The End of the World News Summary
The End of the World News, consists of three largely independent narratives. Apart from some clever verbal and thematical parallels, the three interwoven texts do not come together before the very end of the novel.
The science-fiction story begins in Australia, where, during a Nativity play in the winter of 1999, an amateur astronomer becomes the first ordinary citizen to spot Lynx, “a bloody new star in the bloody east.” In this story, which self-consciously alludes to Rudolph Mate’s 1951 disaster film When Worlds Collide, Lynx is discovered to be a runaway planet from a different solar system about to pass by and then to pulverize Earth on its rebound in the fall (a conscious pun) of the year 2000.
Only a few leading scientists, such as the American Dr. Hubert Frame, are aware of the full extent of the coming global catastrophe. After a discussion with his colleagues and family, in March, 2000, he proposes to the president of a united North America a plan to equip a large spaceship to save fifty members of the nation’s physical and scientific elite by sending them off on a generations-long journey through outer space. Among the future astronauts are his daughter, Dr. Vanessa Brodie, and, at her insistence, her estranged husband, Dr. Valentine Brodie, the only nonelite member of the project. Valentine is arrested, however, with his new pal Robert Courtland van Caulaert Willett outside the bars of Manhattan on the night the other crew members leave for a secret rendezvous in Kansas.
There, while Lynx’s first close bypass wreaks tidal and seismic havoc on an unprotected Earth, the project gets under way. Everybody is placed under the authority of Dr. Paul Maxwell Bartlett (who wears “black surrogate leather”); his dictatorial methods lead to the death of a homesick scientist.
In New York, Valentine and Willett survive a tidal onslaught on the city and participate in the clean-up afterward. Both escape from the metropolis before Earth’s second and fatal encounter with Lynx. After an apocalyptic odyssey through the devastated heartland of America aboard various stolen vehicles, the two friends finally arrive at the launch site in Kansas. Now a final battle for a place aboard the America erupts. Bartlett dies, and Valentine, reconciled with Vanessa, assumes command over the spaceship, which escapes the destruction of Earth and begins its long voyage.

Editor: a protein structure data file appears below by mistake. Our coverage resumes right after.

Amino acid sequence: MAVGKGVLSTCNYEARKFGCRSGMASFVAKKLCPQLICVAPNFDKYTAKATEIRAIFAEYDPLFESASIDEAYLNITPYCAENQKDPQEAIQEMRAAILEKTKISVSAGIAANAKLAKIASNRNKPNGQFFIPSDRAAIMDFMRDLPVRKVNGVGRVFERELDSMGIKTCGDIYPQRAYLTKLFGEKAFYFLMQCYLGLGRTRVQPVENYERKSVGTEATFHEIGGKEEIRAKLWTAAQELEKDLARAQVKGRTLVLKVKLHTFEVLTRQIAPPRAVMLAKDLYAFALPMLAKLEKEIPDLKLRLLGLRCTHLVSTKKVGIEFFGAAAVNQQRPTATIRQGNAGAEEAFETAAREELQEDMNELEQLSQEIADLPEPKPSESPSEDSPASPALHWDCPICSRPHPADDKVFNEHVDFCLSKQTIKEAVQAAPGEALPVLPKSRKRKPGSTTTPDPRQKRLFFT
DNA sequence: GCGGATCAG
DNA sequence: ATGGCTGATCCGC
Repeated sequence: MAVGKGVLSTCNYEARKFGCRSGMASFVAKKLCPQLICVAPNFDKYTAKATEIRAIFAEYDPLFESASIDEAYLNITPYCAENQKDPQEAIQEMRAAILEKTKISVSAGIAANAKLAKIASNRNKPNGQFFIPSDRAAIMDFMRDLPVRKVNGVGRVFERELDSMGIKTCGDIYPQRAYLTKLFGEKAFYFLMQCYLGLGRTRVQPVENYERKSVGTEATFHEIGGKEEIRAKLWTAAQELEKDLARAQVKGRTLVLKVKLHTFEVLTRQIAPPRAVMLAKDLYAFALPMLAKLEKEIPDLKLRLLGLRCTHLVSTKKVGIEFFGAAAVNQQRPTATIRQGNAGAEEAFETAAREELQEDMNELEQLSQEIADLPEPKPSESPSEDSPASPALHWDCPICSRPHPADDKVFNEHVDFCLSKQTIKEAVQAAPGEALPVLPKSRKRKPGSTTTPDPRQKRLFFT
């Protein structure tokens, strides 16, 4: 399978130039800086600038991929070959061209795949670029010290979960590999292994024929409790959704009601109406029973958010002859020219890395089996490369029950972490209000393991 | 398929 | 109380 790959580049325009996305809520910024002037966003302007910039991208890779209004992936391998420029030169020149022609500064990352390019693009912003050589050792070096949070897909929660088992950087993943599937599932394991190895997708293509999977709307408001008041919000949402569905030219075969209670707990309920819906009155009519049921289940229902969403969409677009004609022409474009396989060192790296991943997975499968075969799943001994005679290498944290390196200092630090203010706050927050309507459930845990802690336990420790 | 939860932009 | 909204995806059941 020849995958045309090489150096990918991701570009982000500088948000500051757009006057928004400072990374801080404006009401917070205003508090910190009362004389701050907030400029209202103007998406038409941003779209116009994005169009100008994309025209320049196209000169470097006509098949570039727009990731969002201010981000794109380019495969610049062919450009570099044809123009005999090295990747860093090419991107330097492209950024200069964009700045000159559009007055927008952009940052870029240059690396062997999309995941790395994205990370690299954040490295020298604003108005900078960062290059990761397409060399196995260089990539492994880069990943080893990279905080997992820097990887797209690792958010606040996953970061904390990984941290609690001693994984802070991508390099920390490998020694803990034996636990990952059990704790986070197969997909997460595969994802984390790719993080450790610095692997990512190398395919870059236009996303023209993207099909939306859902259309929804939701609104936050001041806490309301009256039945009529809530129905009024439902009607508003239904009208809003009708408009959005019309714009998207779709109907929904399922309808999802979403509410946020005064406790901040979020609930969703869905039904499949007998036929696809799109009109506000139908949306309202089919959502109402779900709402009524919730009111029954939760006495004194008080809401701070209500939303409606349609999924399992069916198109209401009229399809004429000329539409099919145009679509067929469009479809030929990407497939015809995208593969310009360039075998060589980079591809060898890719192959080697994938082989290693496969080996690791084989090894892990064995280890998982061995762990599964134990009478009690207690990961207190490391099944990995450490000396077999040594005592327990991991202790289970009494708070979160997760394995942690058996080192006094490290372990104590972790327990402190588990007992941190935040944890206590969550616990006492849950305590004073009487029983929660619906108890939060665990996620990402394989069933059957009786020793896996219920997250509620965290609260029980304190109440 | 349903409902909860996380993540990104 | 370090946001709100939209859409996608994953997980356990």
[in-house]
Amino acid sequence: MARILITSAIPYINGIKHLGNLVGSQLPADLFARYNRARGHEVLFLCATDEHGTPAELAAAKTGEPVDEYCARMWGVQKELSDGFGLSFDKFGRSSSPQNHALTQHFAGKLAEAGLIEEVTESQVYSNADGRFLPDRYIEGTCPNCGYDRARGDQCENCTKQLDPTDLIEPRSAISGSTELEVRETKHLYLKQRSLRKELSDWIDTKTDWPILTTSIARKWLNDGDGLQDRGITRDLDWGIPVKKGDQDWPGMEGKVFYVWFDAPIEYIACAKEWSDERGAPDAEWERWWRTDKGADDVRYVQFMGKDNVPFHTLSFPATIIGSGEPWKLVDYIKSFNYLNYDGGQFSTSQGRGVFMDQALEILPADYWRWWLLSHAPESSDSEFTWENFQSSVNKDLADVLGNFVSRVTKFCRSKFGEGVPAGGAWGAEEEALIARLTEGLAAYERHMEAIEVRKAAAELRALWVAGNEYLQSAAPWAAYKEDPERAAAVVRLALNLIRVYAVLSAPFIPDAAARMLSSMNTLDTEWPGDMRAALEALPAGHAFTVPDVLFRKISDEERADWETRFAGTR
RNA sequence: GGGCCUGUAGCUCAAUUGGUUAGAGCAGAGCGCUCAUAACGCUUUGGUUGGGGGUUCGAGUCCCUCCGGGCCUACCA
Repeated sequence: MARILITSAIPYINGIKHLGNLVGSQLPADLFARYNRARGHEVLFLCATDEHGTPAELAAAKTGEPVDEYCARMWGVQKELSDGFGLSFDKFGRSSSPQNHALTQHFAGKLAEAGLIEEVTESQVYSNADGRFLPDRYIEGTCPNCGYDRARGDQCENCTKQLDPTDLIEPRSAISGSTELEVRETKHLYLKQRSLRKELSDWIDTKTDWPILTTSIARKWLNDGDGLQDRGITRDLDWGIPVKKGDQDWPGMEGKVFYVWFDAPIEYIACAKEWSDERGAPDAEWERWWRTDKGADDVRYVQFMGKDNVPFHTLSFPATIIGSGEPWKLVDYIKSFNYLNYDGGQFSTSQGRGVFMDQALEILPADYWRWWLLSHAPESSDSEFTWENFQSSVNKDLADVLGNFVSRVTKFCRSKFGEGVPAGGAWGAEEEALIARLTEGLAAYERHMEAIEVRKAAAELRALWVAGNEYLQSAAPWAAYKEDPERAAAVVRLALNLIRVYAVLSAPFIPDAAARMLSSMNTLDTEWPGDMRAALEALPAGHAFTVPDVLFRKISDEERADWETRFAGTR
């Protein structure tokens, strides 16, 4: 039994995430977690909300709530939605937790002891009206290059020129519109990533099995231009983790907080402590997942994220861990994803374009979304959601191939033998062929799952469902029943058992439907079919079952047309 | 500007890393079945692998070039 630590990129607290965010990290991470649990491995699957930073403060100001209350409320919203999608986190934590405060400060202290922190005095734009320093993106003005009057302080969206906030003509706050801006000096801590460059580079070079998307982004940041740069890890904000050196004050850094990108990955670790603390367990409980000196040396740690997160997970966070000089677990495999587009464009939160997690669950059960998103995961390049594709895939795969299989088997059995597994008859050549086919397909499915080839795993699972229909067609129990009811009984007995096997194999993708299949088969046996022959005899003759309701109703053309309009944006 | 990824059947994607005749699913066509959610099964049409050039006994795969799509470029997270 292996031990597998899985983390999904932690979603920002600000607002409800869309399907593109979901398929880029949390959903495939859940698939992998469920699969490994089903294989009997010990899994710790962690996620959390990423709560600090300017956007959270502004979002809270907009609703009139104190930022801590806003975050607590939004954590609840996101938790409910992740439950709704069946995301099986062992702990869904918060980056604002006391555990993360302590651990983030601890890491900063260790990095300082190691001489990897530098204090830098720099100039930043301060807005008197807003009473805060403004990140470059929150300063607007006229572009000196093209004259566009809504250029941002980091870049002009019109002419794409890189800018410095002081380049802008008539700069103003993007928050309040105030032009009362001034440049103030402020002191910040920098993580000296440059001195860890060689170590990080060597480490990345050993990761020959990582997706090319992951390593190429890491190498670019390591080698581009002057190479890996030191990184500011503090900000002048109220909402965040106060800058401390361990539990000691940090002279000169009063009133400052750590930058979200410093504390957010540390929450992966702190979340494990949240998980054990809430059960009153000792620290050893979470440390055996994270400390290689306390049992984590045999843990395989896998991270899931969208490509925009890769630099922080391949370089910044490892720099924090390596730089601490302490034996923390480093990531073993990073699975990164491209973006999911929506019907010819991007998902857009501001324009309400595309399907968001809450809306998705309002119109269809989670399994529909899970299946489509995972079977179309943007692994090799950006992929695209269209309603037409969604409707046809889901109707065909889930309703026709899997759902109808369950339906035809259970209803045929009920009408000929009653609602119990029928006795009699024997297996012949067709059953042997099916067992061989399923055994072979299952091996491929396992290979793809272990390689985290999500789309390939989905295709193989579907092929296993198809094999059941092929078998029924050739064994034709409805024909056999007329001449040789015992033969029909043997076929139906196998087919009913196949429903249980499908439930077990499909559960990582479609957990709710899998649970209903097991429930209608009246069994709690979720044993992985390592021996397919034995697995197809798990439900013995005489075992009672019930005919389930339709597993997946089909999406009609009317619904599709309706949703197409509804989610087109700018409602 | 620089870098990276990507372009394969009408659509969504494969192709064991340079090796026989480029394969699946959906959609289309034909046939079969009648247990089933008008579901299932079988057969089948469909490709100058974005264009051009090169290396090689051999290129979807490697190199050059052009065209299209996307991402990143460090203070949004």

The novel’s second story is a lighthearted but historically accurate biography of Dr. Sigmund Freud, opening with his forced emigration from Vienna to London in 1938. His life and work are narrated in a series of flashbacks, beginning with the violent opposition to Freud’s first publication on the Oedipus complex and his thesis that neuroses have their roots in infantile sexuality.
Recollections follow about Freud’s further early tribulations among the bourgeois Viennese, whose opposition stems from a vile mixture of sexual “obscurantism” and anti-Semitism. Also covered are his scientific discoveries, the slow gathering of followers, and a string of successes which climaxes in his relationship with the Swiss ascetic Dr. Carl Jung and the first psychoanalytical congress in Salzburg. Success, however, brings dissent. Freud’s followers begin to leave or turn against him. This trend is climactically encapsulated in his deteriorating relationship with Jung, whose propagation of a “sex-free” psychoanalysis dedicated to the mystic and collective unconsciousness inevitably puts him in fierce opposition to Freud. The biography ends with Freud slowly dying of a painful cancer of the mouth; finally unable to work, he chooses a morphine overdose in order to end his life gracefully.
Burgess’ “musical,” based on Leon Trotsky’s (historical) stay in New York City, opens with his imminent arrival in January, 1917. Rather than an all-out class struggle or an engagement in the then-European war, the American worker needs, as Trotsky’s secretary, Olga “Mooney” Lunacharskaya, insists, “a job with regular pay./ Peace to earn/ Dollars to burn:/ Peace for the USA.”
Falling in love complicates matters for Trotsky, a hitherto staunch believer in utter materialism, who has insisted that “There’s no mystery/ In physical causality.” Olga leaves him because he is a married man, only to reappear with a warning that his illegal arrest by the Imperial Russians is imminent. At the climax of his story, Trotsky is saved only by the outbreak of the February revolution in Russia. With his son Seryozha, he at last embarks on a ship bound for Petrograd.
It is only at the end of the science-fiction story that all three narratives are formally brought together. Videodiscs containing the Freud play and the Trotsky musical are taken along in the America, where their existence in the ships’ archives is mentioned in the epilogue by the omniscient narrator, who has all along been relating the tale of Earth’s last days to a skeptical audience consisting of the descendants of the early astronauts.